Golden Boy by Abigail Tarttelin

golden boyThere is so much I want to say about Golden Boy by Abigail Tarttelin, but I don’t want to ruin the story for you. What I can say is – go out and read it! Max is the Golden Boy of the Walker family. He is everything parents could want in a child – good looking, smart, athletic, compassionate and well behaved. And then something changes. Although Golden Boy tells the story of one boy’s teenage struggles, it is really about how a family unravels in the face of unimaginable complications.

I did not want to put Golden Boy down for the first 100 pages. Tarttelin dangles little details of the story above your head in such a way as to make it impossible for you to turn away from the book. The story unwinds as you read along. At times it is like a car crash that you can’t look away from, at other times the thoughts of the characters wrap you up and won’t let you go.

Each chapter in Golden Boy is told from a different point of view. These points of view include Max and his family, his girlfriend and a doctor. In general, I like when novels unfold in this way and Tarttelin does a fabulous job at recounting events from more than one point of view. Really getting into the head of each character is one her strengths and she presents each character’s motivations and feelings with ease. Tarttelin herself is only 25 and I thought she did a wonderful job of getting inside the heads of parents. Less convincing was her portrayal of Max and his girlfriend. In many ways they were mature and wise beyond their years. In particular, Max could explain things to his younger brother with insight and precision that few adults can achieve.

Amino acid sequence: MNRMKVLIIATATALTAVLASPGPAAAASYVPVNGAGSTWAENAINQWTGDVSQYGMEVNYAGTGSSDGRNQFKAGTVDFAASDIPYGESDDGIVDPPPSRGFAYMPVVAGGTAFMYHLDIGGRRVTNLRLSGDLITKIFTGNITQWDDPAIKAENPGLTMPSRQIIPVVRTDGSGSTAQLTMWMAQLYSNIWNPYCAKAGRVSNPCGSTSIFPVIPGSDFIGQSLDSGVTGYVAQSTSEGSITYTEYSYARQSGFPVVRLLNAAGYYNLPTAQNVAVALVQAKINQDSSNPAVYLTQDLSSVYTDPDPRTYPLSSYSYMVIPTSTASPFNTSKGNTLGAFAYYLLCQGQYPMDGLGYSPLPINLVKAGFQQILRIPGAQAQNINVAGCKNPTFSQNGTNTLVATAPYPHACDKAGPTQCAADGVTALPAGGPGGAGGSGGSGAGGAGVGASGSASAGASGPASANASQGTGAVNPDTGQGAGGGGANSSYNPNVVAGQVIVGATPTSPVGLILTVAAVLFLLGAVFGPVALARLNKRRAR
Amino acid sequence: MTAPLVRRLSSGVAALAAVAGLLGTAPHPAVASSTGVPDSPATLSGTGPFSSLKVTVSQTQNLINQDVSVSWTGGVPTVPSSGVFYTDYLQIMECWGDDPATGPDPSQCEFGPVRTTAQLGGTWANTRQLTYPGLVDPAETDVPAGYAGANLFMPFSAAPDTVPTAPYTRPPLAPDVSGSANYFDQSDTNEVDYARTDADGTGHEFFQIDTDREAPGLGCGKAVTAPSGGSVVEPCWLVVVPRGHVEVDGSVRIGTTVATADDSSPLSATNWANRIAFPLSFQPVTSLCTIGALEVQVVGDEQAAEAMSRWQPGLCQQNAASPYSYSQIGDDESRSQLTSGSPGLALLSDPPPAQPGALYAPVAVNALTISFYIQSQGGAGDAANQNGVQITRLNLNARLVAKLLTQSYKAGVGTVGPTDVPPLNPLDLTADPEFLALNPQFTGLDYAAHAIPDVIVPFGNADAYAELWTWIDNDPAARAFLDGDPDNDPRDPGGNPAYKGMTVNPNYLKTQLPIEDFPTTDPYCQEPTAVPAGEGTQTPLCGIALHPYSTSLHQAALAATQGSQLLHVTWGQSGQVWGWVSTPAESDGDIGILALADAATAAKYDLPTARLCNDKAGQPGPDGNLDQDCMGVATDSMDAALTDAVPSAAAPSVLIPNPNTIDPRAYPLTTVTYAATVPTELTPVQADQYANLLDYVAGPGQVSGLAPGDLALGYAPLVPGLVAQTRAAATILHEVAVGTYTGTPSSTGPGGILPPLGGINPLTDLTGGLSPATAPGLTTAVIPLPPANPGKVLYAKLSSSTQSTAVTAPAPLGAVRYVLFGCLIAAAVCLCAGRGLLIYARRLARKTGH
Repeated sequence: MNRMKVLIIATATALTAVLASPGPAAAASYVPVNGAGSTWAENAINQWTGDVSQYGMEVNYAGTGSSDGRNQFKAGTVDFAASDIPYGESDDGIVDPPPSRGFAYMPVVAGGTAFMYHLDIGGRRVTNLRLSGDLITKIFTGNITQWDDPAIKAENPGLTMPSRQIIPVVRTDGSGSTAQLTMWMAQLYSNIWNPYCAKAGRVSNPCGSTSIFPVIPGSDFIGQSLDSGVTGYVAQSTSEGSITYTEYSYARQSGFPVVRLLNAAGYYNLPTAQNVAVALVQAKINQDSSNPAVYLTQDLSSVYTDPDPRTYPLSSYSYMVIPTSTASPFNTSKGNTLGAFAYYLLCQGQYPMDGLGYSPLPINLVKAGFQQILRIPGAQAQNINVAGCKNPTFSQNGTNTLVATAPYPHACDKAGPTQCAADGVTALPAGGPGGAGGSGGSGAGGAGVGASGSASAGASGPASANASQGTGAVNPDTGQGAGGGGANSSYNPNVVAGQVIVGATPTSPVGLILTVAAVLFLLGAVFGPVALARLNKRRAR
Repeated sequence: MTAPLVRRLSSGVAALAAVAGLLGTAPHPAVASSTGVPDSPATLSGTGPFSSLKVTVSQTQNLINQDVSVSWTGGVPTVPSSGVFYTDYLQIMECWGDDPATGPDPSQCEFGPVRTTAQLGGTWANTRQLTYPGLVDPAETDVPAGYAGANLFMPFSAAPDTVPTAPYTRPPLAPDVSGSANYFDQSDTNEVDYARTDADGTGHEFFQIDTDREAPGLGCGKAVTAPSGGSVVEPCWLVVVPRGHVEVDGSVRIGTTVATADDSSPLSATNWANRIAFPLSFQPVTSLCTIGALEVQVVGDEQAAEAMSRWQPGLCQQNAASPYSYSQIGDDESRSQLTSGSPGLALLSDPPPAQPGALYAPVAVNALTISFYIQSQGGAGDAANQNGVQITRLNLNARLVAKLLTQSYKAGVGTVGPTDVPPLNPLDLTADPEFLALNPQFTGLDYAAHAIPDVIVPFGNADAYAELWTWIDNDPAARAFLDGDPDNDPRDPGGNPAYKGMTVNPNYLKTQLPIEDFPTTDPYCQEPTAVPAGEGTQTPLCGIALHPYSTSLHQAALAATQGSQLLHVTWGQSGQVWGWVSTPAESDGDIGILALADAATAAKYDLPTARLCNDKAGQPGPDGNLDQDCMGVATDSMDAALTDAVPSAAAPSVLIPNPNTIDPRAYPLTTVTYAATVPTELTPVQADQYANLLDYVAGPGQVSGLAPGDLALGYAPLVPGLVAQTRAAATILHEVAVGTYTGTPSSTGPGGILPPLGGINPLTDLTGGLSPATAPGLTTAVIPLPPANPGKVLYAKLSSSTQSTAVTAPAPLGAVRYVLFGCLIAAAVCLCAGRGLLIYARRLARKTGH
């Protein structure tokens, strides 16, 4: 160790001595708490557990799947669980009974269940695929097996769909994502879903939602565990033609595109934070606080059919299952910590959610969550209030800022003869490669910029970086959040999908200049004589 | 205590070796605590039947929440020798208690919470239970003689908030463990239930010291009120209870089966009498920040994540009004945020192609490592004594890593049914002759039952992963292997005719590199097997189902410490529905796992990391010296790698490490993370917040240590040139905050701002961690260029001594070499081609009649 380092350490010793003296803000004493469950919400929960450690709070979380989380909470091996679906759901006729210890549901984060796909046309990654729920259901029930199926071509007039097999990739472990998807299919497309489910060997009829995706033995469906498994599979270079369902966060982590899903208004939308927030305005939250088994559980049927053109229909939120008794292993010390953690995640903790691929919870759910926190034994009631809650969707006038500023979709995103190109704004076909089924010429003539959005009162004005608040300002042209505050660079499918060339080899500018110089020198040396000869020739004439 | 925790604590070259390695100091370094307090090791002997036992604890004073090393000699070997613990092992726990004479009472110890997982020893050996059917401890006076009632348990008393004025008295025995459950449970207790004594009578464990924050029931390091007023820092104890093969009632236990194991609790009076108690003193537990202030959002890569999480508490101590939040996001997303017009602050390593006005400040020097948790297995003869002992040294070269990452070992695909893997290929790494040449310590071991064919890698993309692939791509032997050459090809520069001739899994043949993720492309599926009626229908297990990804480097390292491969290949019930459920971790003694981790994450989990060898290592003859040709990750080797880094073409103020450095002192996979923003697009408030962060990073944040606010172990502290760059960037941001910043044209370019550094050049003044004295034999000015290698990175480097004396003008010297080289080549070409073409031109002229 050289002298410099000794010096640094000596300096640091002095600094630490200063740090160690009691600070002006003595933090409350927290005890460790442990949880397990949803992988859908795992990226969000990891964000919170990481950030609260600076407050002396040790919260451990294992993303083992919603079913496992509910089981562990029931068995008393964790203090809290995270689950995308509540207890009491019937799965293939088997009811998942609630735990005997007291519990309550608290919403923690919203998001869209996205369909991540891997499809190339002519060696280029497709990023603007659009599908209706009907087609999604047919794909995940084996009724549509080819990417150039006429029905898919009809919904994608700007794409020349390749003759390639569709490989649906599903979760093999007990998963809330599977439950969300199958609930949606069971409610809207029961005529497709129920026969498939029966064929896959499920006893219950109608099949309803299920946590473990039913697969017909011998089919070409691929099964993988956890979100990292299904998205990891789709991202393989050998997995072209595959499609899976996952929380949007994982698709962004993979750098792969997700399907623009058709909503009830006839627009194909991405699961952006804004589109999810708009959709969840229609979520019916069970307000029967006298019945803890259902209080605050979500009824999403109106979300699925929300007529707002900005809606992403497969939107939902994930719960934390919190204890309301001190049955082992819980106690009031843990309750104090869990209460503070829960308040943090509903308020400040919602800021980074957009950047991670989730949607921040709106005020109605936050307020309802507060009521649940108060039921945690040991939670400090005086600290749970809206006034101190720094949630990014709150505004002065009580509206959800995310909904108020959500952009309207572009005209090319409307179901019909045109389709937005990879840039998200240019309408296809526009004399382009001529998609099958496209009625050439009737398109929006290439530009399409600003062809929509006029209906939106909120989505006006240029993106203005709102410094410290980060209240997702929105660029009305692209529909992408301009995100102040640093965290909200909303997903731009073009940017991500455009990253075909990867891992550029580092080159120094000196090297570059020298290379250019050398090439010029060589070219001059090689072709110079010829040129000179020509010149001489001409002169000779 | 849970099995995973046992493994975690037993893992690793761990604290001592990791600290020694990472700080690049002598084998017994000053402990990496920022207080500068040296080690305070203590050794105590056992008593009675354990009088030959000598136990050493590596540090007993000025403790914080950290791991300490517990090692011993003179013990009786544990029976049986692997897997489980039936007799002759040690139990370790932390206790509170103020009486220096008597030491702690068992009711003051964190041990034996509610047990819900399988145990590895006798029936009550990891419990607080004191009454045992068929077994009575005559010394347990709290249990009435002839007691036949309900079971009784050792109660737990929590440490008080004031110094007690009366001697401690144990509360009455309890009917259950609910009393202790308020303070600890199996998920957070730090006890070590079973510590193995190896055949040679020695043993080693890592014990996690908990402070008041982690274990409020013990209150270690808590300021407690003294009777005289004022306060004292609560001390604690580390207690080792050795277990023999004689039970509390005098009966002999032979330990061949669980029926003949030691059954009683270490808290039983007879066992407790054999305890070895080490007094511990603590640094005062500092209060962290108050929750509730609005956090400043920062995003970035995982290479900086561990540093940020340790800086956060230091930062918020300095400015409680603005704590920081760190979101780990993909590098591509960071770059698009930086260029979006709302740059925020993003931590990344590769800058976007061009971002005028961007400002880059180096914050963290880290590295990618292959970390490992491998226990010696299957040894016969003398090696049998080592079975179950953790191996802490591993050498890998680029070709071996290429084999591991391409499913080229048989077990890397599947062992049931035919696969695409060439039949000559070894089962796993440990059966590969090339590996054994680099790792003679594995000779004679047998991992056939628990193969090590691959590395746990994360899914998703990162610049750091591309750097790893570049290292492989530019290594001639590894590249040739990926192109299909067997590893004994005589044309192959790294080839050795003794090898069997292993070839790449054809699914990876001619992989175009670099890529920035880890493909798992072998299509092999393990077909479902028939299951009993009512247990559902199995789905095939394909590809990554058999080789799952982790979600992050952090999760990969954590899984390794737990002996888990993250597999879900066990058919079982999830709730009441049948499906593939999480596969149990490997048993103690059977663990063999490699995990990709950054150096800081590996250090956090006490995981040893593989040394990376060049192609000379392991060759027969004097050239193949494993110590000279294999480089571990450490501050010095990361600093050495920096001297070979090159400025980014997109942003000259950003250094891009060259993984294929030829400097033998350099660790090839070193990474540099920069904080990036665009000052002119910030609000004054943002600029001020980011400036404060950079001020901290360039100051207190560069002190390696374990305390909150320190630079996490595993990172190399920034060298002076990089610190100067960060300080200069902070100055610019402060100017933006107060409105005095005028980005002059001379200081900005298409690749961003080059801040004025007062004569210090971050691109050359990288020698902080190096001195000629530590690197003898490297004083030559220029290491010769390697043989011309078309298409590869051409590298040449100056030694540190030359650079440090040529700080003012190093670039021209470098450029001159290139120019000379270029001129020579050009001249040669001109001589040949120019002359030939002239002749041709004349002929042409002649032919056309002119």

Who would like this book? So far Golden Boy has garnered a lot of comparisons to Annabel by Kathleen Winter and Middlesex by Jeff Eugenides, both of which are superb books. The reasoning behind this is that all three deal with intersex children coming of age. And for that reason this book may not be to everyone’s taste. I would put Golden Boy in the same category as The Dinner by Hermann Koch, one of my favorite books of this year, because of the way it is written and how a single issue can tear apart a family. In terms of how the story unfolds it also reminds of The Yohanlossee Riding Camp for Girls by Anton Disclafani, which I will review on Thursday.